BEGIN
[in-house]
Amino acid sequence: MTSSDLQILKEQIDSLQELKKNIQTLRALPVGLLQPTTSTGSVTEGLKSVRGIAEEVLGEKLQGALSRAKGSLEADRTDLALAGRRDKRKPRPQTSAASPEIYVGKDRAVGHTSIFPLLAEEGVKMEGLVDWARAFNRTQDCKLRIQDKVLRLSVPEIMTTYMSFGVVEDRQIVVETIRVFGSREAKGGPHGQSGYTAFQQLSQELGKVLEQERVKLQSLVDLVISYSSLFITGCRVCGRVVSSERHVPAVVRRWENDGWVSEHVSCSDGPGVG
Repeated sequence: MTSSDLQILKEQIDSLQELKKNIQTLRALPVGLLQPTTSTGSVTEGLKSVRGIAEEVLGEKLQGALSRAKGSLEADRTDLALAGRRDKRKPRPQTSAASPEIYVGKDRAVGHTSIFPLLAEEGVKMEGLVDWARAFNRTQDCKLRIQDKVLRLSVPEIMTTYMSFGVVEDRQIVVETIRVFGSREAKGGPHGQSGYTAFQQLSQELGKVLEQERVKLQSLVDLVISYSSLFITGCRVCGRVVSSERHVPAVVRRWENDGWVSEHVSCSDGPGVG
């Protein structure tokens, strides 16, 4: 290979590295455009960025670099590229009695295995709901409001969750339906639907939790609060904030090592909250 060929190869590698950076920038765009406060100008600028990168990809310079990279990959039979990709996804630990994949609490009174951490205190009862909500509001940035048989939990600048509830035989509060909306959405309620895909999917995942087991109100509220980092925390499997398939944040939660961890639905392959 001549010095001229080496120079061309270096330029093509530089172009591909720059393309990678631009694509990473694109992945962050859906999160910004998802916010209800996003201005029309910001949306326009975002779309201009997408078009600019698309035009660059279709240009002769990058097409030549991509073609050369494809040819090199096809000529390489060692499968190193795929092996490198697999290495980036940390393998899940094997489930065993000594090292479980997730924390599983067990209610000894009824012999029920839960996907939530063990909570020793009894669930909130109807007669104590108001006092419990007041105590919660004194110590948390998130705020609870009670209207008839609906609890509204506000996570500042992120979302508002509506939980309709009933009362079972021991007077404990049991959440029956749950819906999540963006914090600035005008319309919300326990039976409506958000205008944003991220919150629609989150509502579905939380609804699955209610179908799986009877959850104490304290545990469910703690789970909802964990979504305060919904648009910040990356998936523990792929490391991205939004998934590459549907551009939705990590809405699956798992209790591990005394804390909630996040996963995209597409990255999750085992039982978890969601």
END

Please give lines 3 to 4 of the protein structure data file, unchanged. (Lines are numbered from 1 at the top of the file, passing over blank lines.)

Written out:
Repeated sequence: MTSSDLQILKEQIDSLQELKKNIQTLRALPVGLLQPTTSTGSVTEGLKSVRGIAEEVLGEKLQGALSRAKGSLEADRTDLALAGRRDKRKPRPQTSAASPEIYVGKDRAVGHTSIFPLLAEEGVKMEGLVDWARAFNRTQDCKLRIQDKVLRLSVPEIMTTYMSFGVVEDRQIVVETIRVFGSREAKGGPHGQSGYTAFQQLSQELGKVLEQERVKLQSLVDLVISYSSLFITGCRVCGRVVSSERHVPAVVRRWENDGWVSEHVSCSDGPGVG
């Protein structure tokens, strides 16, 4: 290979590295455009960025670099590229009695295995709901409001969750339906639907939790609060904030090592909250 060929190869590698950076920038765009406060100008600028990168990809310079990279990959039979990709996804630990994949609490009174951490205190009862909500509001940035048989939990600048509830035989509060909306959405309620895909999917995942087991109100509220980092925390499997398939944040939660961890639905392959 001549010095001229080496120079061309270096330029093509530089172009591909720059393309990678631009694509990473694109992945962050859906999160910004998802916010209800996003201005029309910001949306326009975002779309201009997408078009600019698309035009660059279709240009002769990058097409030549991509073609050369494809040819090199096809000529390489060692499968190193795929092996490198697999290495980036940390393998899940094997489930065993000594090292479980997730924390599983067990209610000894009824012999029920839960996907939530063990909570020793009894669930909130109807007669104590108001006092419990007041105590919660004194110590948390998130705020609870009670209207008839609906609890509204506000996570500042992120979302508002509506939980309709009933009362079972021991007077404990049991959440029956749950819906999540963006914090600035005008319309919300326990039976409506958000205008944003991220919150629609989150509502579905939380609804699955209610179908799986009877959850104490304290545990469910703690789970909802964990979504305060919904648009910040990356998936523990792929490391991205939004998934590459549907551009939705990590809405699956798992209790591990005394804390909630996040996963995209597409990255999750085992039982978890969601």